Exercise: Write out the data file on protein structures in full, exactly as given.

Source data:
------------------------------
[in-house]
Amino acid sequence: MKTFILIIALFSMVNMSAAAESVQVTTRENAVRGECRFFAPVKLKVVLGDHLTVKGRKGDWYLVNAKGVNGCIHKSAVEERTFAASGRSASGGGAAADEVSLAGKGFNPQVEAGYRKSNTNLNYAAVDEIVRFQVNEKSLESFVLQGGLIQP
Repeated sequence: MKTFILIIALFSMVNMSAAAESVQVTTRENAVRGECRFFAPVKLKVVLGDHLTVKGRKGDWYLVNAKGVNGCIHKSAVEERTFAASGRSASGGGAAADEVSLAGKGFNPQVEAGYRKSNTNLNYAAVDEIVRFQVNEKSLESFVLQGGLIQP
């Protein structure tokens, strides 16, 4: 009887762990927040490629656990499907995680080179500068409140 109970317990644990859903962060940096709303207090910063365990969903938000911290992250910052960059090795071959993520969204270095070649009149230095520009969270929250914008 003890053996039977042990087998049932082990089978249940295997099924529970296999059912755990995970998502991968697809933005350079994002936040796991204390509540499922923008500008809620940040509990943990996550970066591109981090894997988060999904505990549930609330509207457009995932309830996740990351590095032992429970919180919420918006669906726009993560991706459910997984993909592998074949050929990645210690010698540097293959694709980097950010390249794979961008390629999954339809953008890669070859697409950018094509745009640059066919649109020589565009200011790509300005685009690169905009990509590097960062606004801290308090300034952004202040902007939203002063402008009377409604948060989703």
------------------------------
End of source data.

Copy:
[in-house]
Amino acid sequence: MKTFILIIALFSMVNMSAAAESVQVTTRENAVRGECRFFAPVKLKVVLGDHLTVKGRKGDWYLVNAKGVNGCIHKSAVEERTFAASGRSASGGGAAADEVSLAGKGFNPQVEAGYRKSNTNLNYAAVDEIVRFQVNEKSLESFVLQGGLIQP
Repeated sequence: MKTFILIIALFSMVNMSAAAESVQVTTRENAVRGECRFFAPVKLKVVLGDHLTVKGRKGDWYLVNAKGVNGCIHKSAVEERTFAASGRSASGGGAAADEVSLAGKGFNPQVEAGYRKSNTNLNYAAVDEIVRFQVNEKSLESFVLQGGLIQP
């Protein structure tokens, strides 16, 4: 009887762990927040490629656990499907995680080179500068409140 109970317990644990859903962060940096709303207090910063365990969903938000911290992250910052960059090795071959993520969204270095070649009149230095520009969270929250914008 003890053996039977042990087998049932082990089978249940295997099924529970296999059912755990995970998502991968697809933005350079994002936040796991204390509540499922923008500008809620940040509990943990996550970066591109981090894997988060999904505990549930609330509207457009995932309830996740990351590095032992429970919180919420918006669906726009993560991706459910997984993909592998074949050929990645210690010698540097293959694709980097950010390249794979961008390629999954339809953008890669070859697409950018094509745009640059066919649109020589565009200011790509300005685009690169905009990509590097960062606004801290308090300034952004202040902007939203002063402008009377409604948060989703």